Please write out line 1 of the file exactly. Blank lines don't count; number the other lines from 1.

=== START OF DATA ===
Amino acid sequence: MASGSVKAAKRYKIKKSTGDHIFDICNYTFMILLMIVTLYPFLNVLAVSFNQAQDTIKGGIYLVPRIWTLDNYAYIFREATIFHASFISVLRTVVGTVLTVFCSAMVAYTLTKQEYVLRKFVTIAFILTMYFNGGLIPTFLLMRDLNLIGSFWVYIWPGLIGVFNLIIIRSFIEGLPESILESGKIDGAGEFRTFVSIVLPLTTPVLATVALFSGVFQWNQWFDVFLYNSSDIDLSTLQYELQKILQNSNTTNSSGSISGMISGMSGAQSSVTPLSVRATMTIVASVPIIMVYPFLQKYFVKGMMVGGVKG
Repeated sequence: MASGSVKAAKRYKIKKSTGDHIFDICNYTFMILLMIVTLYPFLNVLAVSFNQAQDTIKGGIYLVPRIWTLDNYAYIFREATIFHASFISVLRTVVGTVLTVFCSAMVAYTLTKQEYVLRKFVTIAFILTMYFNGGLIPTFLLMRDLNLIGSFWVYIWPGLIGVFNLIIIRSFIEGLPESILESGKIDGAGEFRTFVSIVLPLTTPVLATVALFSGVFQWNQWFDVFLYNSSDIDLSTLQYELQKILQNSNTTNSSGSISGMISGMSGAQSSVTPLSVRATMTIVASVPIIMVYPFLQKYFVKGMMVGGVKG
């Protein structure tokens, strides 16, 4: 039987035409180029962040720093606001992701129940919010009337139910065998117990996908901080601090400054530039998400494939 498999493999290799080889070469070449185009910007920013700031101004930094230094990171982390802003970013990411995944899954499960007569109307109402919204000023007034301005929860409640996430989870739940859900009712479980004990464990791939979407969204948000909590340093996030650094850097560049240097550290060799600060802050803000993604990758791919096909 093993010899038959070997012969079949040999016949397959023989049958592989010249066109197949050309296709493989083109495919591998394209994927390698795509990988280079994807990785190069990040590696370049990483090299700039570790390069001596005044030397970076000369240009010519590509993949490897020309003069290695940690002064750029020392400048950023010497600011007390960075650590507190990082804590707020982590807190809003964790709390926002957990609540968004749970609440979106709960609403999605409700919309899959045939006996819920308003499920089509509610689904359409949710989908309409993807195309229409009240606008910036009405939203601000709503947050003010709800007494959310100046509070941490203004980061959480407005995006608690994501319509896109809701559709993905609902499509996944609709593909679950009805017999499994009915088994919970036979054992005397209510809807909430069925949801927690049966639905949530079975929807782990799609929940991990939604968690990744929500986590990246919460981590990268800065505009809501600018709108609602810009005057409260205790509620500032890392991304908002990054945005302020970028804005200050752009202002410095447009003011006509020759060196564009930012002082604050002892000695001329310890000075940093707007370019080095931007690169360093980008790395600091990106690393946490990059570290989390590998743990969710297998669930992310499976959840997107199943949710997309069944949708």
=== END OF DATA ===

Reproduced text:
Amino acid sequence: MASGSVKAAKRYKIKKSTGDHIFDICNYTFMILLMIVTLYPFLNVLAVSFNQAQDTIKGGIYLVPRIWTLDNYAYIFREATIFHASFISVLRTVVGTVLTVFCSAMVAYTLTKQEYVLRKFVTIAFILTMYFNGGLIPTFLLMRDLNLIGSFWVYIWPGLIGVFNLIIIRSFIEGLPESILESGKIDGAGEFRTFVSIVLPLTTPVLATVALFSGVFQWNQWFDVFLYNSSDIDLSTLQYELQKILQNSNTTNSSGSISGMISGMSGAQSSVTPLSVRATMTIVASVPIIMVYPFLQKYFVKGMMVGGVKG